(Photos in this entry by Derrick Story of the O’Reilly Network.)

Location-Aware Thumb Ratings

February 20th, 2003

People have predicted very complex “augmented-reality” systems that might arise in the near future, when many folks will carry around location-aware devices. But how about a simple thumbs-up/thumbs-down rating system?

Here’s how it might work: your device includes a green thumbs-up button and a red thumbs-down button, TiVo-remote style. As you move through the city, when you enter a favorite restaurant or club or cafe you click the “thumbs up” button. When you pass that restaurant where you got food poisoning or that stuffy overpriced bar, you click “thumbs down.” And if you enter an especially wonderful place, you click “thumbs up” twice to give it two thumbs up.

The key: you don’t have to interrupt your daily activities; just reach into your pocket and click one of two buttons whenever you think of it.


Each time you press the button, the device records your geographical location and the thumb rating. Soon you have a little database, a map that shows the spots around town that you love and the spots that you hate.

So what? So nothing, until people share their preference maps. Now you have a powerful concept.

Thanks to this network, you can share your preference map with anyone who wants to use it, and you can freely use other peoples’ preference maps. You decide which of your friends have tastes closest to your own, and you subscribe to those friends’ preference maps.

Software on your device notifies you when you’re near a spot that friends have rated positively; if a dozen of your friends rated a place highly, the device specifies via sounds or spoken words that the spot got a lot of thumbs up from the people you trust. And another thing — software maps this for you, visually overlaying the green and red thumb-clicks over a map of a city or a region or a building.


You can also form preference groups, just as you form e-mail discussion lists. Everyone who shares an interest adds their account to a particular list, and that list compiles all members’ preference maps into a master map for that group. Then anyone in the group can subscribe to the group map and use it or turn it off as desired. (Of course, if you no longer trust a person or a group’s tastes, you can filter out their thumb-clicks on your map by removing that person or group from your list).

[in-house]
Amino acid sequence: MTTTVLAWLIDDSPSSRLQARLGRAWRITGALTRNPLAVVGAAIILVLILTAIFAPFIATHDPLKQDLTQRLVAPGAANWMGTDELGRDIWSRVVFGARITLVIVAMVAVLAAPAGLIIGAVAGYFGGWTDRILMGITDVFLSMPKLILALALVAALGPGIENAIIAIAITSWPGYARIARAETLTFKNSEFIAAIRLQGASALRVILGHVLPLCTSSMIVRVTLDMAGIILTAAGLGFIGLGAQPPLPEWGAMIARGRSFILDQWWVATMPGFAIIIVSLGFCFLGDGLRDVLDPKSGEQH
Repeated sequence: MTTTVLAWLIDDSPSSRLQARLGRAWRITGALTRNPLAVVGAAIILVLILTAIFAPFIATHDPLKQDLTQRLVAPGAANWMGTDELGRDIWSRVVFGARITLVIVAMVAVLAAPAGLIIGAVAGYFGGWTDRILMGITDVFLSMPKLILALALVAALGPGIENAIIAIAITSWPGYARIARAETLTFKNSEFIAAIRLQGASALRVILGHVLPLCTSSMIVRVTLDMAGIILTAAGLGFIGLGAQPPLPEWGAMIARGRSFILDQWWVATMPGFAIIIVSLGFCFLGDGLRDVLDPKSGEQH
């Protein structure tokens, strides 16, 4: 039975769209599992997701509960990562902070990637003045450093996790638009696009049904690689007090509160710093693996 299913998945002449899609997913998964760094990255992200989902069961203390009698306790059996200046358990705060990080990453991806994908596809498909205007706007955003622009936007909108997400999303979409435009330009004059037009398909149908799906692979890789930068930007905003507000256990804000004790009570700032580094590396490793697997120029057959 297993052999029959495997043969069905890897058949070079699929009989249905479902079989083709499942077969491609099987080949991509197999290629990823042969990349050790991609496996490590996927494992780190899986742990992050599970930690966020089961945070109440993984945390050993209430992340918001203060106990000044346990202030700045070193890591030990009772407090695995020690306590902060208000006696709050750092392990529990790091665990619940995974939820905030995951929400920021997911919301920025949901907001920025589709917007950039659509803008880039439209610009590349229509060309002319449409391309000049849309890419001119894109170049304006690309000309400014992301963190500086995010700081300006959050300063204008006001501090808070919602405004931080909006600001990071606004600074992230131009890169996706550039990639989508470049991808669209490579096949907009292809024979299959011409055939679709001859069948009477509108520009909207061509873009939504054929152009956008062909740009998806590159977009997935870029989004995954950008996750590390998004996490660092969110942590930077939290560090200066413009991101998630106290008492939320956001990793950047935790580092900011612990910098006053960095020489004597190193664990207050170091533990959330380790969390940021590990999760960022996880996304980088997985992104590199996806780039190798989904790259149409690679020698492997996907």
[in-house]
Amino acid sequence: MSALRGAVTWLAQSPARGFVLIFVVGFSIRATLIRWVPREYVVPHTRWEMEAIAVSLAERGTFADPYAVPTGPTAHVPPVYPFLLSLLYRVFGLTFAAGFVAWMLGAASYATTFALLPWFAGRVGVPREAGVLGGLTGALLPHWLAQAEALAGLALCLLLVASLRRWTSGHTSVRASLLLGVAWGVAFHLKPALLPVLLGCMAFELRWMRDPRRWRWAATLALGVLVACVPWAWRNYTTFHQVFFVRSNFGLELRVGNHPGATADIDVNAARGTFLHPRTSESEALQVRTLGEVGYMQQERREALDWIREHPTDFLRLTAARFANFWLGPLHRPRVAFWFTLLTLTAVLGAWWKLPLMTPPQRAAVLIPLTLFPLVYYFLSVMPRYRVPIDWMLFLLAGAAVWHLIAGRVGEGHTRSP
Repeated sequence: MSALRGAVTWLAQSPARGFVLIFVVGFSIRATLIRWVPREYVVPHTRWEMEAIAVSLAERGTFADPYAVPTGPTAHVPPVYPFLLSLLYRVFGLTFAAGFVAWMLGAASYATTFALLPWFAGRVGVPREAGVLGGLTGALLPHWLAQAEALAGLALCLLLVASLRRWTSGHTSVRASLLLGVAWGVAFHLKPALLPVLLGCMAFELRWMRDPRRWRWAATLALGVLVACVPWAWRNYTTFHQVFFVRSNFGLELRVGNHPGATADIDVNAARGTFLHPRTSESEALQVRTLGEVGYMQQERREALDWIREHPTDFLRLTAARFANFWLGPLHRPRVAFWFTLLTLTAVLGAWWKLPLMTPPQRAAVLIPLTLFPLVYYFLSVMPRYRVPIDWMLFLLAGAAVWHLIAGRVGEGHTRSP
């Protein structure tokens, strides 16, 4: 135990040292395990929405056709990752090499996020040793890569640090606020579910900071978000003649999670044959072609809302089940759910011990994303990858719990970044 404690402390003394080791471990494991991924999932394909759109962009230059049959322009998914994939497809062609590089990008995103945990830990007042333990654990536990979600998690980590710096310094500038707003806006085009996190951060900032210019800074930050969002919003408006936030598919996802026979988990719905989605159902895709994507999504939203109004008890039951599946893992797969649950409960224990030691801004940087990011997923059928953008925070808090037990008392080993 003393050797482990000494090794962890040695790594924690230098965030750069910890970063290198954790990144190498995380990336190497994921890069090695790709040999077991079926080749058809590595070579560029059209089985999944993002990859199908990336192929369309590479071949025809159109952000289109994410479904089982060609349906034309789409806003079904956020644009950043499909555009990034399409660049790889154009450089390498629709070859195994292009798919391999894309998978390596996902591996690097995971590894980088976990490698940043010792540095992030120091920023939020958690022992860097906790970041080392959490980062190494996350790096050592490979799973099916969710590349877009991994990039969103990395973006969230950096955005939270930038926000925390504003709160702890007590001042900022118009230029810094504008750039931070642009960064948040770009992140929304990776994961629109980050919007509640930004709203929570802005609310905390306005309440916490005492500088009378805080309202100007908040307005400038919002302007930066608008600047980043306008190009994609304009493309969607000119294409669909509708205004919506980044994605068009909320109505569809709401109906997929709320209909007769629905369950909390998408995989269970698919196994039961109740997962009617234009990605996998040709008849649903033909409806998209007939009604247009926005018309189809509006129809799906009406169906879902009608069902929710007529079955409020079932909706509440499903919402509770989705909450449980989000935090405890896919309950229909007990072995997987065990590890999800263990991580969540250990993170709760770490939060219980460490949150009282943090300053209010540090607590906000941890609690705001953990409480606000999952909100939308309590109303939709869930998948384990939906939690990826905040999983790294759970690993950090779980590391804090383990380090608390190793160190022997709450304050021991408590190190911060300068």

For certain events you use time-sensitive preference maps with thumb-clicks that fade over time. This could be great at an art fair or an outdoor festival — you form a preference group with a bunch of friends who will attend the same event, and as you all explore the place, you each tag the coolest things and the most worthless things that you see. You might glance at a map and notice a dozen bright green blips at bandstand 3, which suggests that something amazing is going down there right now. Those green blips by the coat-check, on the other hand, have faded, so you probably missed whatever happened there. So you head straight to the action at bandstand 3.


(I’m reading the book “The Orchid Thief,” and I just finished a scene that takes place at an orchid convention. Word spreads through the convention center that “you’ve got to check out the orchid that smells just like grape Kool-Aid.” Frustrated flower freaks are milling around, blindly trying to find that particular orchid among hundreds of flowers on display. The orchid freaks would immediately know just where to find the most talked-about flowers in the show if they used such a preference system. That’s what sparked this idea.)

Location-Based Lowlives

January 31st, 2003

Location-Based LowlivesI’ve been envisioning freakish scenarios that are bound to arise soon, when location-aware devices embrace payment and auction systems.

Imagine driving in circles, seeking a parking spot on a busy block in a crowded city. Your device immediately finds four people who are preparing to evacuate parking spaces within a few blocks of you:

  • Ted demands a digital $5 payment before he’ll let his spot go.
  • Jeanine’s parking space is up for auction. She’ll give it up to whoever posts the highest bid by the time she’s ready to leave, three minutes from now.
  • Marcus wants to give his space to a friend. He specified that anyone within two degrees of separation from him in his community of friends and colleagues can claim the spot.
  • Bill will give up his spot too — but in return he demands $40 or twenty-four bottles of Zima.

    Bill the fruit loop has plenty of time to spare and he lives for this crap; he’s prepared to stubbornly hog that parking spot for hours, until someone meets his demands. What happens when Bill and his money-grubbing cronies take over all the public toilets at an outdoor concert? Not even our jiffy-johns are safe from speculating sleazebags.

    I’m exaggerating, but the point stands: we’ll face scenarios where a minority of selfish jerks can use location-aware networked technologies to manufacture new hassles in public spaces. Left unchecked, these are just the sorts of hassles that can draw more lawyers and politicians into the mix, just the sorts of hassles that can eventually prompt lumbering government bureaucracies to enact broad, boneheaded legislation that can hamstring innovation.

    We should think through such scenarios now, and devise strategies for discouraging such abuse long before legislation and litigation rear their ugly heads.

    (Thanks to for inspiring this line of thinking. I love headmap because its authors spend a lot of time just imagining how location-aware technologies will fit into everyday life, then they write up their most intriguing thoughts and scenarios.)

  • The Web Meets Reality

    January 19th, 2003

    Who are the people in the neighborhood? Have a look.

    The geourl database brings real-world geography to the nebulous world of Web sites. Add your precise latitude and longitude to the database, then look up your online neighbors. (Tip: Here’s an easy way to find your coordinates: enter your postal address here).